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York Flood Defence Scheme Unveiled Today

Flood york

9:52am 15th January 2013

People living in the Water End area of York will get to see designs for a new three million pound flood defence scheme today. Work starts at the end of the month on the new project which it's hoped will protect around 400 homes.


Environment Agency contractors will start work at the end of January to build new flood defences for the Water End area of York.


The public information meeting will be held at St Barnabas School in Jubilee Terrace, Leeman Road, today between 3.30pm and 7pm. The public are invited to come along to meet the project team, view the final design and ask any questions they may have, say the Environment agency.  Yorkshire Water representatives and City of York Council flood risk engineers will also be available.


The £3.2m scheme, drawn up after extensive public consultation, will reduce flood risk to almost 400 homes and businesses, say the Environment Agency.


Project manager Helen Tattersdale said:  “The area has a long history of flooding from the River Ouse. Surface water and sewers also contribute to flood problems but our scheme will provide a solution to many of the difficulties faced by residents.”


The Environment Agency say the scheme will involve building a new brick-clad flood wall, approximately 300 metres long, along a section of Water End between Landing Lane and the river bridge. New defences will also be created around Landing Lane. They add that the existing embankment behind Swinerton Avenue and the parkland behind St Barnabas School will be raised.


Innovative remedial work will help to reduce seepage through the existing embankments, while an early phase of construction will involve replacing existing underground valves, known as penstocks, with brand new ones to stop river water entering Yorkshire Water’s system, say the Environment Agency.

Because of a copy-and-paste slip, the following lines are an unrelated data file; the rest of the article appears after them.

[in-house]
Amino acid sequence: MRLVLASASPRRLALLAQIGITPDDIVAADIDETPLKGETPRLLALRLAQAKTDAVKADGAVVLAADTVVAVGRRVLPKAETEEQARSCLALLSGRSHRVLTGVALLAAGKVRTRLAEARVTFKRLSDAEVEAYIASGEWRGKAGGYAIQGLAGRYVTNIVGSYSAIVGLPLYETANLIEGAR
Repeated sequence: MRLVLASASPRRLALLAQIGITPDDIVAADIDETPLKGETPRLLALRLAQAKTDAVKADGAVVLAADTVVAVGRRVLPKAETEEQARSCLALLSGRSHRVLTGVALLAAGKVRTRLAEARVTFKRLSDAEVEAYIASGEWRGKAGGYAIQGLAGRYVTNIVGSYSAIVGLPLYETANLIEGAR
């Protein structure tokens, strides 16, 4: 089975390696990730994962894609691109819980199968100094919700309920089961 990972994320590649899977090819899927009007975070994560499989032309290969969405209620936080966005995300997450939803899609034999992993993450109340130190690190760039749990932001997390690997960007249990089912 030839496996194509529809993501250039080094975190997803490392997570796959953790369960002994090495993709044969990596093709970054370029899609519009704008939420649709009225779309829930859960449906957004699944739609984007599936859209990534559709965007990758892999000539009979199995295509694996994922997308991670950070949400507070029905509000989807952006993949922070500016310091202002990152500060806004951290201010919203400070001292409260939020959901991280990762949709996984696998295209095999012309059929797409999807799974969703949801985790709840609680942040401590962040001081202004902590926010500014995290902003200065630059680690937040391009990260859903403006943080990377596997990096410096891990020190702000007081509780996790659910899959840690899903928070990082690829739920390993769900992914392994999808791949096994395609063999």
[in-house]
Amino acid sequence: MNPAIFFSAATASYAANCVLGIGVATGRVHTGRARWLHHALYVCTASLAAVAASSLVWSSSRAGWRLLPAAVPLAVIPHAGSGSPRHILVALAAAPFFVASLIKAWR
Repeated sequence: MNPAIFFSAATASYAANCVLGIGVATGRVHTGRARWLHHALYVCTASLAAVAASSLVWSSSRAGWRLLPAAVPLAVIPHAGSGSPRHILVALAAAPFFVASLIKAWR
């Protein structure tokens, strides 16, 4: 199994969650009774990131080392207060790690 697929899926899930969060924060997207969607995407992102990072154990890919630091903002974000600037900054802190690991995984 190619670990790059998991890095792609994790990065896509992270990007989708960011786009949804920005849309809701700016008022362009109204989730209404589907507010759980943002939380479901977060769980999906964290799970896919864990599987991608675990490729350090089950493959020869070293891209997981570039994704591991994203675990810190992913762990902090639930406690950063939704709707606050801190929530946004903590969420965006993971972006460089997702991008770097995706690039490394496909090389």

“These will be tight-fitting and able to cope with an increased pressure of water,” said Mark Fuller, technical specialist with the Environment Agency.


“This element of the scheme alone should make a real difference if we have a repeat of the kind of flooding we experienced in September 2012.”


The project, partly-funded with a £1 million contribution from City of York Council, will take 12 months to complete, sat the Environment Agency.


The Environment Agency say their contractors will be setting up site offices on the former bowling green in Salisbury Road, and disruption will be kept to a minimum.


Northern Powergrid will also be working in the area to replace an electricity cable, say the Environment Agency, adding that this needs to be completed before work can begin on the Water End flood wall and on raising the existing embankment.


More information on the scheme can be found at http://www.environment-agency.gov.uk/homeandleisure/floods/135878.aspx


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